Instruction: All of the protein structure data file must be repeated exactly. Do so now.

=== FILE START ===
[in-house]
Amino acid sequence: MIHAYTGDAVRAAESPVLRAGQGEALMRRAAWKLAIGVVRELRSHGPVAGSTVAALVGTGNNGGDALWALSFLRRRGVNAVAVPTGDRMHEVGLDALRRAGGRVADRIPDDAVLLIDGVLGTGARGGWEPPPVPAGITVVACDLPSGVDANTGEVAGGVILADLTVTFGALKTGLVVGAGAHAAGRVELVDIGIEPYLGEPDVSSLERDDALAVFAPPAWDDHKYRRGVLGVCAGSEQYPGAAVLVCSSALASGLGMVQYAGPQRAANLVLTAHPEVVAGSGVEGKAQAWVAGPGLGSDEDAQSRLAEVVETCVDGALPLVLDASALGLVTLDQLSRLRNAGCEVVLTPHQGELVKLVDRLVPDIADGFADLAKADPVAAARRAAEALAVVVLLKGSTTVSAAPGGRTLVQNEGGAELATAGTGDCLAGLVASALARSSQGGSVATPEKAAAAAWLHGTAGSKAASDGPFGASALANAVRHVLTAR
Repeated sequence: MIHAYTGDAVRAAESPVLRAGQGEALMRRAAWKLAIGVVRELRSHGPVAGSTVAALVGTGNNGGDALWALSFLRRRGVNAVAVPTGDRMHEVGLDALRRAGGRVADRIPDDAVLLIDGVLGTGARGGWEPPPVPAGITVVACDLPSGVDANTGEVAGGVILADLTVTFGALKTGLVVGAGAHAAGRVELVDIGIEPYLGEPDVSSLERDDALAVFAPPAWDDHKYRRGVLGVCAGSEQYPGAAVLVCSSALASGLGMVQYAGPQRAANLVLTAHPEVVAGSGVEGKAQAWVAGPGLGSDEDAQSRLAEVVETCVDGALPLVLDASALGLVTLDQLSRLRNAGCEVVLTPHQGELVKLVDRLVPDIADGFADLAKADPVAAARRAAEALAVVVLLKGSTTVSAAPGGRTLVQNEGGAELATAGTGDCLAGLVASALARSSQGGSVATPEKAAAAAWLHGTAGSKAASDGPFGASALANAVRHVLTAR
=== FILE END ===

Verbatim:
[in-house]
Amino acid sequence: MIHAYTGDAVRAAESPVLRAGQGEALMRRAAWKLAIGVVRELRSHGPVAGSTVAALVGTGNNGGDALWALSFLRRRGVNAVAVPTGDRMHEVGLDALRRAGGRVADRIPDDAVLLIDGVLGTGARGGWEPPPVPAGITVVACDLPSGVDANTGEVAGGVILADLTVTFGALKTGLVVGAGAHAAGRVELVDIGIEPYLGEPDVSSLERDDALAVFAPPAWDDHKYRRGVLGVCAGSEQYPGAAVLVCSSALASGLGMVQYAGPQRAANLVLTAHPEVVAGSGVEGKAQAWVAGPGLGSDEDAQSRLAEVVETCVDGALPLVLDASALGLVTLDQLSRLRNAGCEVVLTPHQGELVKLVDRLVPDIADGFADLAKADPVAAARRAAEALAVVVLLKGSTTVSAAPGGRTLVQNEGGAELATAGTGDCLAGLVASALARSSQGGSVATPEKAAAAAWLHGTAGSKAASDGPFGASALANAVRHVLTAR
Repeated sequence: MIHAYTGDAVRAAESPVLRAGQGEALMRRAAWKLAIGVVRELRSHGPVAGSTVAALVGTGNNGGDALWALSFLRRRGVNAVAVPTGDRMHEVGLDALRRAGGRVADRIPDDAVLLIDGVLGTGARGGWEPPPVPAGITVVACDLPSGVDANTGEVAGGVILADLTVTFGALKTGLVVGAGAHAAGRVELVDIGIEPYLGEPDVSSLERDDALAVFAPPAWDDHKYRRGVLGVCAGSEQYPGAAVLVCSSALASGLGMVQYAGPQRAANLVLTAHPEVVAGSGVEGKAQAWVAGPGLGSDEDAQSRLAEVVETCVDGALPLVLDASALGLVTLDQLSRLRNAGCEVVLTPHQGELVKLVDRLVPDIADGFADLAKADPVAAARRAAEALAVVVLLKGSTTVSAAPGGRTLVQNEGGAELATAGTGDCLAGLVASALARSSQGGSVATPEKAAAAAWLHGTAGSKAASDGPFGASALANAVRHVLTAR